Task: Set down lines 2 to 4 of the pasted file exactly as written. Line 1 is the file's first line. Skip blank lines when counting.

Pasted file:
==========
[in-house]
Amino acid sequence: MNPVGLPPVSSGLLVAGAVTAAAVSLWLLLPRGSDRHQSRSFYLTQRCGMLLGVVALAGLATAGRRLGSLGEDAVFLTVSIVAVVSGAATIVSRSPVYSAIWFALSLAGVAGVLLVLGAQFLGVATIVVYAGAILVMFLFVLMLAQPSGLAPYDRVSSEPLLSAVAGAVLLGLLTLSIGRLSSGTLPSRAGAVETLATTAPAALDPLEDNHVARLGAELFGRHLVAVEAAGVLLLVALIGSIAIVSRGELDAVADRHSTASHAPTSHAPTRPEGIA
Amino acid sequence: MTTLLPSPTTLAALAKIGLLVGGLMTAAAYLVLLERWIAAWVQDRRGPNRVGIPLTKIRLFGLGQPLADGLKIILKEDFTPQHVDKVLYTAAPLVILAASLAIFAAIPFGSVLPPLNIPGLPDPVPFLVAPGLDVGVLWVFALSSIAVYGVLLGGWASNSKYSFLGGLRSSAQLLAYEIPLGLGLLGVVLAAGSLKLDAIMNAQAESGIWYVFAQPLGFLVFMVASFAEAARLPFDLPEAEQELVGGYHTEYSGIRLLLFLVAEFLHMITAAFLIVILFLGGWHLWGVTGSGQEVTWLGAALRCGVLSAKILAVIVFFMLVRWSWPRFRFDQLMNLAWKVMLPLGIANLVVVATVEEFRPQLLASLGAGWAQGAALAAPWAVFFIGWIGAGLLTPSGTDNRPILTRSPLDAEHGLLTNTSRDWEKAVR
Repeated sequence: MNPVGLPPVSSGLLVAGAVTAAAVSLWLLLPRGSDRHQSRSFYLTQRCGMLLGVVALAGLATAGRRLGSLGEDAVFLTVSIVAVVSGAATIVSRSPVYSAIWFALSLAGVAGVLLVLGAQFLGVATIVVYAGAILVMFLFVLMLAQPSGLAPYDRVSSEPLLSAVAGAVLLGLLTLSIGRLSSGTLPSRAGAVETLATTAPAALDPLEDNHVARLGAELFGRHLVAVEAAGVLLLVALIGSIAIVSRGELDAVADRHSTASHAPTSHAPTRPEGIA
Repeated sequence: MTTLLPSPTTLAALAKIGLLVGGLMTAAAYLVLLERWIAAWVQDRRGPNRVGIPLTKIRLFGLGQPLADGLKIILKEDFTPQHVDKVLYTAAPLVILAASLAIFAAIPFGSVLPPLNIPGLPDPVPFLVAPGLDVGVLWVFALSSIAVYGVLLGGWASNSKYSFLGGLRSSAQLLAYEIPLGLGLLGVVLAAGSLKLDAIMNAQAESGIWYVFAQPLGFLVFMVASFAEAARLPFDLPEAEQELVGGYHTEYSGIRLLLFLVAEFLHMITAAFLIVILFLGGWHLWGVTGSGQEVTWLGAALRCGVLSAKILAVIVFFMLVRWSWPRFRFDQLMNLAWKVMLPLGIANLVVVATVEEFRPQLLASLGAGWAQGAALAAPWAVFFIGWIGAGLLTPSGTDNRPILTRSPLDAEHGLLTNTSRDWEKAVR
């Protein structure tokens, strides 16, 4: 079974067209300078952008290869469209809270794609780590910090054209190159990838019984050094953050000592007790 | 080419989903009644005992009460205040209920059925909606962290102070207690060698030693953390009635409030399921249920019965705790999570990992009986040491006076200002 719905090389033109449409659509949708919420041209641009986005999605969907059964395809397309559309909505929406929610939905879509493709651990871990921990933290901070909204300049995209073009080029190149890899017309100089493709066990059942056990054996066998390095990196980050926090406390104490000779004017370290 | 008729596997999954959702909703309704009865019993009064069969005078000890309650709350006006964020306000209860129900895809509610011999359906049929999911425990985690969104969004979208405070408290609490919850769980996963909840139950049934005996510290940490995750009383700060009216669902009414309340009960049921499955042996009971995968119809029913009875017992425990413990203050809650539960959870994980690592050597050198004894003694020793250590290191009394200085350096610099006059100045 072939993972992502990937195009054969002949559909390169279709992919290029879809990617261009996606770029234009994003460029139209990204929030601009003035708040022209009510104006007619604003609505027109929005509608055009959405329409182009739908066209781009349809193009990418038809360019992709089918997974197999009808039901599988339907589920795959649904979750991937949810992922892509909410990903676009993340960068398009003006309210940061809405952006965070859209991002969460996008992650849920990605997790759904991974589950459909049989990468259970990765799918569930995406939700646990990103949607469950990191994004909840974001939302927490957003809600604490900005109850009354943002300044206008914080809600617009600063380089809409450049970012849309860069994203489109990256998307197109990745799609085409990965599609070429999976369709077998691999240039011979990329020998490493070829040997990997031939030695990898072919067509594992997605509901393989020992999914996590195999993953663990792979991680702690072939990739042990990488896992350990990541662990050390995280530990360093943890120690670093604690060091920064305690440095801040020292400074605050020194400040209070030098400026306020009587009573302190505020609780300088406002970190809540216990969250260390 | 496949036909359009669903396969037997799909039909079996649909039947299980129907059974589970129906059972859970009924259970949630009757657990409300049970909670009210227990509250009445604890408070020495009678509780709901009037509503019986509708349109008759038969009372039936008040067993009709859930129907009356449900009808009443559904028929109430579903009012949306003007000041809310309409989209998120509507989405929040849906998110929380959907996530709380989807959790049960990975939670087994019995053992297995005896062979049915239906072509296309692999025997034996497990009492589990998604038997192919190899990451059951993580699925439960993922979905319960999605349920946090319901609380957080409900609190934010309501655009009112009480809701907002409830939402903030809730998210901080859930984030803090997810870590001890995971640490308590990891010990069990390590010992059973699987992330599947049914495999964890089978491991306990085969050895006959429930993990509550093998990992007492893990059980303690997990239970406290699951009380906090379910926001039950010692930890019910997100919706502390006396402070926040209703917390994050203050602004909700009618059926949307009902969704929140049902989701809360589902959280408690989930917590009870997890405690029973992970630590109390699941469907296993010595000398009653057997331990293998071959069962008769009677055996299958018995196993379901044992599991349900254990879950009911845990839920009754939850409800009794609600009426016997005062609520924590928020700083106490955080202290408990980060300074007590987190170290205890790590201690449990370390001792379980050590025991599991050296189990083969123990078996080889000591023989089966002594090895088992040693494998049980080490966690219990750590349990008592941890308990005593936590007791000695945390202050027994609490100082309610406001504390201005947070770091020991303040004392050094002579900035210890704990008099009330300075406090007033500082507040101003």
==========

Amino acid sequence: MNPVGLPPVSSGLLVAGAVTAAAVSLWLLLPRGSDRHQSRSFYLTQRCGMLLGVVALAGLATAGRRLGSLGEDAVFLTVSIVAVVSGAATIVSRSPVYSAIWFALSLAGVAGVLLVLGAQFLGVATIVVYAGAILVMFLFVLMLAQPSGLAPYDRVSSEPLLSAVAGAVLLGLLTLSIGRLSSGTLPSRAGAVETLATTAPAALDPLEDNHVARLGAELFGRHLVAVEAAGVLLLVALIGSIAIVSRGELDAVADRHSTASHAPTSHAPTRPEGIA
Amino acid sequence: MTTLLPSPTTLAALAKIGLLVGGLMTAAAYLVLLERWIAAWVQDRRGPNRVGIPLTKIRLFGLGQPLADGLKIILKEDFTPQHVDKVLYTAAPLVILAASLAIFAAIPFGSVLPPLNIPGLPDPVPFLVAPGLDVGVLWVFALSSIAVYGVLLGGWASNSKYSFLGGLRSSAQLLAYEIPLGLGLLGVVLAAGSLKLDAIMNAQAESGIWYVFAQPLGFLVFMVASFAEAARLPFDLPEAEQELVGGYHTEYSGIRLLLFLVAEFLHMITAAFLIVILFLGGWHLWGVTGSGQEVTWLGAALRCGVLSAKILAVIVFFMLVRWSWPRFRFDQLMNLAWKVMLPLGIANLVVVATVEEFRPQLLASLGAGWAQGAALAAPWAVFFIGWIGAGLLTPSGTDNRPILTRSPLDAEHGLLTNTSRDWEKAVR
Repeated sequence: MNPVGLPPVSSGLLVAGAVTAAAVSLWLLLPRGSDRHQSRSFYLTQRCGMLLGVVALAGLATAGRRLGSLGEDAVFLTVSIVAVVSGAATIVSRSPVYSAIWFALSLAGVAGVLLVLGAQFLGVATIVVYAGAILVMFLFVLMLAQPSGLAPYDRVSSEPLLSAVAGAVLLGLLTLSIGRLSSGTLPSRAGAVETLATTAPAALDPLEDNHVARLGAELFGRHLVAVEAAGVLLLVALIGSIAIVSRGELDAVADRHSTASHAPTSHAPTRPEGIA